Memory Lane: Congregation Tifereth Israel

Memory Lane: Congregation Tifereth Israel

Yehuda Alter

The following account is about a congregation that was begun one afternoon in the year 1907 by one individual who endeavored to build a house of prayer at this edge of Boro Park that borders Ocean Parkway. It is the part of town that can be called the ‘entrance’ of Boro Park… where those fleeing the squalor of the tenements for a better life presumably first landed.   

Throughout the ensuing century, it was the perseverance and the dedication of the members that have built—and maintained— two beautiful edifices in this neighborhood, both of which continue to serve this community’s spiritual needs. Today we take a snapshot of the last 113 years of history in this corner of Boro Park. 

Seeking his Brethren

The following account of the founding of this congregation comes from ‘History of Brooklyn Jewry’: During June, 1907, Harry Falk, soon after his settled in Kensington (as this area is called), went out to seek his brethren in that section. As he approached the spot now known as 18th Avenue and Gravesend Avenue, he noticed a venerable Jew seated in front of a small shanty that was used as a real estate office. After the usual greetings and a short discussion about the values of real estate, Falk began a conversation on the subject of Judaism in Kensington.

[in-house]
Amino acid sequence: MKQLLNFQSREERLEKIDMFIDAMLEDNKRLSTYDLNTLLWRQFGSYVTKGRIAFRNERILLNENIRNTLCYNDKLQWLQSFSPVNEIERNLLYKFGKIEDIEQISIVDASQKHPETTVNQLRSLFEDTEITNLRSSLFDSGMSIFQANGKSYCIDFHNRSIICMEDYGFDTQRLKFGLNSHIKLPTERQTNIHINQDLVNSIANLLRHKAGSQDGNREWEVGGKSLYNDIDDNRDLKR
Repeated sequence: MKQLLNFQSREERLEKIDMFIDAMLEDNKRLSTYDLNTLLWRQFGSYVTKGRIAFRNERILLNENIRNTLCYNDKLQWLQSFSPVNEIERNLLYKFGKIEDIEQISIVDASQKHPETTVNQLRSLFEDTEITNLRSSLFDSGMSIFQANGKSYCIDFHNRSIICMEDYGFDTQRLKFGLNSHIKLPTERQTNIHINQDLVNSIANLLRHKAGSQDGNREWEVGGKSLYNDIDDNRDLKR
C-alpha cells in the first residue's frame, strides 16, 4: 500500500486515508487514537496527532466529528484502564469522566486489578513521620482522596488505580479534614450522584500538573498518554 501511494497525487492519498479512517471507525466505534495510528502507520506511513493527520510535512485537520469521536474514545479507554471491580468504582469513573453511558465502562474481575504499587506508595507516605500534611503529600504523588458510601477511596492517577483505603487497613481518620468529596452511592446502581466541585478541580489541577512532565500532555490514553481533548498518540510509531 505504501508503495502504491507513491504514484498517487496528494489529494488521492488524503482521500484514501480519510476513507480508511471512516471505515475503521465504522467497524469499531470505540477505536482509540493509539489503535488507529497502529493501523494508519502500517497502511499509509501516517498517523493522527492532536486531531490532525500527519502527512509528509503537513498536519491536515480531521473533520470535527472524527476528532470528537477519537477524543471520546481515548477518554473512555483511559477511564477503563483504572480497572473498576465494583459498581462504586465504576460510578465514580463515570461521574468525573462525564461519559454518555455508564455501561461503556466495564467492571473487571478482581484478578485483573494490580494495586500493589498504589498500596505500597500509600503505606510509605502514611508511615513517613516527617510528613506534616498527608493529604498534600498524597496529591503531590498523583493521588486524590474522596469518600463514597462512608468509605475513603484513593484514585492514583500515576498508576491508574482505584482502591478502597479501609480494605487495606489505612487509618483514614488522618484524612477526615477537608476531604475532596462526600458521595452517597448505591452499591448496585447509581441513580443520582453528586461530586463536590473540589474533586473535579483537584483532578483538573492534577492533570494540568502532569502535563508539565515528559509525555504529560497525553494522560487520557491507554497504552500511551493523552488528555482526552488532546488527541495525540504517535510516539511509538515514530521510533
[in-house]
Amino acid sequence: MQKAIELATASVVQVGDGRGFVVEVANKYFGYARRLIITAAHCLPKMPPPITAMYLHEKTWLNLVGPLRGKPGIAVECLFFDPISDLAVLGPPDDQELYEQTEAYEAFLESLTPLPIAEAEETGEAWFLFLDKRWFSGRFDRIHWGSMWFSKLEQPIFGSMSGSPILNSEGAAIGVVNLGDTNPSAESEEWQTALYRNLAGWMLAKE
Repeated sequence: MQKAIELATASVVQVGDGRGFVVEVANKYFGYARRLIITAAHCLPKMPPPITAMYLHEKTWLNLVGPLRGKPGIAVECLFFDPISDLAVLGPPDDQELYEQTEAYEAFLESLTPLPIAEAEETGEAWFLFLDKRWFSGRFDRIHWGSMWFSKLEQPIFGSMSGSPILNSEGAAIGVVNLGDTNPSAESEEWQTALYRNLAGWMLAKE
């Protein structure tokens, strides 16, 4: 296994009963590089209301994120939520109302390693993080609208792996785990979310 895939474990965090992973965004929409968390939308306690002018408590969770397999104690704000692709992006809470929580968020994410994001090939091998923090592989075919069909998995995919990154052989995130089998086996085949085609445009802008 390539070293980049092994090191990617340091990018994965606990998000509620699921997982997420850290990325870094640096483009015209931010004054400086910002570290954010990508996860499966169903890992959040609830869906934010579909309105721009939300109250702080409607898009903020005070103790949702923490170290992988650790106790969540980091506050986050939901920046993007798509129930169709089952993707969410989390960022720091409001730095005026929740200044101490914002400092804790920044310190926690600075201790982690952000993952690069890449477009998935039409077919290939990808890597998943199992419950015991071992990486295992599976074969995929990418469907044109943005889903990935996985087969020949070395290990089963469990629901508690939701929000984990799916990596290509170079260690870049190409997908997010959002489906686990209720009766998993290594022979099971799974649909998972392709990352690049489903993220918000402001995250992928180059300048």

“Do you have a minyan here at all?” asked Mr. Falk.

“No,” replied Mr. Rafflowich, who was one of the first Jews to settle in this part of Brooklyn. “We can never get enough Jews in this section for a minyan."

Mr. Falk then decided to get in touch with the few scattered Jews of Kensington and establish the first congregation. With the assistance of Mr. Rafflowich and Morris Haber, he assembled twelve Jews out of a total of thirty-three who resided in the vicinity, in the home of Morris Haber at 669 East Second Street… an election of officers was held and Mr. Rafflowich was elected to the presidency of Congregation of Kensington, as the new organization was called. 

“Public services were held at 205 Ditmas Aveune. The High Holy Day services were celebrated in December 1907 at Bleichner’s Hall on the corner of Cortelyou Road and East Fourth Street. The total worshippers at that time numbered forty. 

“Rapid progress was made, and in early 1911, the building of a synagogue at the corner of Ditmas Avenue and Dahill Road was begun… Harry Falk was the chairman of the building committee (this was later the home of Yeshivas Yavneh, which we have mentioned in these lines in the past, and continues to serve as the home of Yeshiva Zichron Meilech to this day). 

The first spiritual leader of the congregation was Rabbi Jacob Katz, who ministered to the little community from 1914-1920. He was succeeded n Rabbi Hyman Landau from 1920-1922. In September 1922, Rabbi Jacob Bosniak assumed his duties. In October 1922, the congregation acquired the adjoining building which was used as a school house... 

By this time, the congregation had one hundred members, two schools (presumably after-school Talmud Torah’s for boys and girls), and educating 175 pupils. Another building was then purchased on East 2nd Street, where the various auxiliaries of the shul would meet. 

Next Week’s article will focus on the grand new edifice that is today, Yeshiva Mevakshei Hashem. 

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